The U.S. Local Search Ecosystem

Get a better understanding of how data providers, search engines, and directories exchange and access business data. The Local Search Ecosystem (LSE) is your resource to identify the most important sources for correct and accurate business information online.

This resource is dynamic. Hover over each segment to see the specific relationships and how information flows. Click segments to lock them.

The Local Search Ecosystem is the brainchild of David Mihm and was first developed in 2009. The LSE shows how business information is distributed online, who the primary data providers are, how search engines use the data, and how it flows.

Whitespark and Tidings teamed up to map the Local Search Ecosystem for 2017 in the USA and provide a clearer picture of how information flows in today’s search environment.

Data Sources

In the United States there are four Primary Data Aggregators: Infogroup, Acxiom, Neustar/Localeze, and Factual. These companies collect local business information and have massive data-sets in which they validate and vet the information provided. Search Engines like Google, Bing, and Apple license the primary aggregators data.

Other Key Sites like Facebook, Yelp, Yellowpages, FourSquare, CityGrid, and Dun & Bradstreet, also play a role in sending data feeds to Search Engines.

Search Engines manage their own databases, however, they utilize the information provided to them through the above mentioned sources. If the business data on any of these primary sources is incorrect it can override the information that is already available in the Search Engine’s database, this can lead to either new listings being created or changing existing listing data. Bad NAP data can negatively impact your ability to rank in Google and Bing.

There are many Geo and Vertical Directories that are valuable citation sources that can drive traffic to your website and ultimately bring in more business. These directories also access the information from the various primary services and display the data on their sites. Which further increases the importance of having correct business information (Name, Address, and Phone Number) on all of these sites.

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Local Search Ecosystem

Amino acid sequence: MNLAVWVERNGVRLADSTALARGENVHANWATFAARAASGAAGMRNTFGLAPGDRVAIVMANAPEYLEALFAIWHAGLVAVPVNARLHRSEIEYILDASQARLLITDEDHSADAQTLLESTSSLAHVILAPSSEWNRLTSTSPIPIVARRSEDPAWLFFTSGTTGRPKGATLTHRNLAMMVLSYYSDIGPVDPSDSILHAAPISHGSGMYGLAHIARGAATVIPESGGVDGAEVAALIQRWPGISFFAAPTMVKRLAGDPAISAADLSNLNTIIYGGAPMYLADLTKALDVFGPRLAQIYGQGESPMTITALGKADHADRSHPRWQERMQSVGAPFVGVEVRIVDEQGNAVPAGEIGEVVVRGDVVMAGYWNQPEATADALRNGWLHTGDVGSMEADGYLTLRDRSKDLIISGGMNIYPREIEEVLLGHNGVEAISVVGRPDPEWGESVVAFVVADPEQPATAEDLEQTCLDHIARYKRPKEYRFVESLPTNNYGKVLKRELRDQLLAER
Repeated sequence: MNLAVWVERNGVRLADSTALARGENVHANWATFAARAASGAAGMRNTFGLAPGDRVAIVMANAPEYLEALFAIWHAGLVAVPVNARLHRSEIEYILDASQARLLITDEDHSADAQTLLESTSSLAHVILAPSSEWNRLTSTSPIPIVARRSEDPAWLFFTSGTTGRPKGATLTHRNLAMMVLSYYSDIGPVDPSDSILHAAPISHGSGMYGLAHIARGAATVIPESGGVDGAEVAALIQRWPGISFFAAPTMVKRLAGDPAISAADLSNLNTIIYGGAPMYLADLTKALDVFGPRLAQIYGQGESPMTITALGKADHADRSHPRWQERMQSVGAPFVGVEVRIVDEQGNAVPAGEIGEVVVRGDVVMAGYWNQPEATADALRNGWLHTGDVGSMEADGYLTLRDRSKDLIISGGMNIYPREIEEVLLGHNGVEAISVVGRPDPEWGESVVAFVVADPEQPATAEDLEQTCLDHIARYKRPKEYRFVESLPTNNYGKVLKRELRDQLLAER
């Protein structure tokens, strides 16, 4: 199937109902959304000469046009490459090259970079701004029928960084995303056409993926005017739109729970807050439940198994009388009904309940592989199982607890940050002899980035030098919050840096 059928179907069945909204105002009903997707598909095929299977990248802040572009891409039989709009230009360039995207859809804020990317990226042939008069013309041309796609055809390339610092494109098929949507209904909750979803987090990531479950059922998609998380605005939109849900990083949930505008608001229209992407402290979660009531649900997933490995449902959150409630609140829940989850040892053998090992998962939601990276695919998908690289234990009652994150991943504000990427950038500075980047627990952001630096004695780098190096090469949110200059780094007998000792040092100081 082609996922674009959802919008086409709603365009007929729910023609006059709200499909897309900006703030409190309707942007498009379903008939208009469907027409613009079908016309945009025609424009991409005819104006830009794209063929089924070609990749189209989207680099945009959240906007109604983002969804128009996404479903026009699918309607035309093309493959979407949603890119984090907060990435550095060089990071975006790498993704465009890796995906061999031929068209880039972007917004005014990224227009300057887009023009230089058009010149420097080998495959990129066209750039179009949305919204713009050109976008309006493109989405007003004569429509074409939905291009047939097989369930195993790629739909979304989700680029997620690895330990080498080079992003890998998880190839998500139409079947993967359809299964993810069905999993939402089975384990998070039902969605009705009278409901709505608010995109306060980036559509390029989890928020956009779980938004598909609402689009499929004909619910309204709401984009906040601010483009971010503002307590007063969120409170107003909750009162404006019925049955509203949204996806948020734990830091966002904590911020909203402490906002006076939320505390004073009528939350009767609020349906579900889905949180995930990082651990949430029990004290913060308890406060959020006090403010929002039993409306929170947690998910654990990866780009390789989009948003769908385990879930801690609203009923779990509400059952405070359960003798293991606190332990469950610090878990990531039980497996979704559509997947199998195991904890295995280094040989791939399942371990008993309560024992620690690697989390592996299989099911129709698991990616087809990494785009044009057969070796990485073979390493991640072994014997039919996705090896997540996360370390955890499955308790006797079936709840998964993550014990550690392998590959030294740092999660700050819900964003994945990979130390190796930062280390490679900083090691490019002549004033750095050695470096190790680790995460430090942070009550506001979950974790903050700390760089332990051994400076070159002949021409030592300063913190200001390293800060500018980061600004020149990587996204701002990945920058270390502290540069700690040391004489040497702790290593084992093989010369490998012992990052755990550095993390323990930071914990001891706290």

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Analysis & Methodology

There have been quite a few changes to the LSE, from the data collection process to the new design and relationship classifications. To fully Understand the Local Search Ecosystem and why these data sources have made the cut, read this in-depth article by Nyagoslav Zhekov; you’ll get an overview of the history of this resource, implemented changes, and important observations made during the study.

Resources Used


Relationship Classifications

  • Confirmed – through empirical studies, data aggregator lists, or from business directories.
  • Likely – not tested, but reported on attribution pages or directly from the sites we contacted.
  • Unconfirmed – these relationships are reported by data aggregator’s, but we could not confirm them in our empirical study.

New Design

We updated the design to reflect an eco-wheel that summarizes the data sources, relationship connections, and how information is pushed and pulled throughout the local search environment. The placement of Google is a very noticeable change, as it is not central to the image. We made this change because Google is a receiver of business information, rather than a provider, so in this sense its role is similar to that of any other business directory. A huge thank you to our amazing design team, Avenir Creative, for being so awesome to work with on this.


Primary Data Aggregator

These are businesses whose business model consists of collecting and regularly updating and enriching business data, and then selling it to other companies, including business directories. They have the most influence in the ecosystem.

Core Search

The core Search Engines are Google, Bing, and Apple Maps. They are the most important display platforms that receive information from a multitude of different sources.

Other Key

These are sites that serve either as actual data providers of lesser significance (Dun & Bradstreet, Foursquare, CityGrid), or as important display platforms (Facebook), or in some cases both (Yellowpages, Yelp).

Geo & Vertical Directories

These are all other important business directories in the ecosystem that either receive, or (much more rarely) provide data from and/or to other sites.

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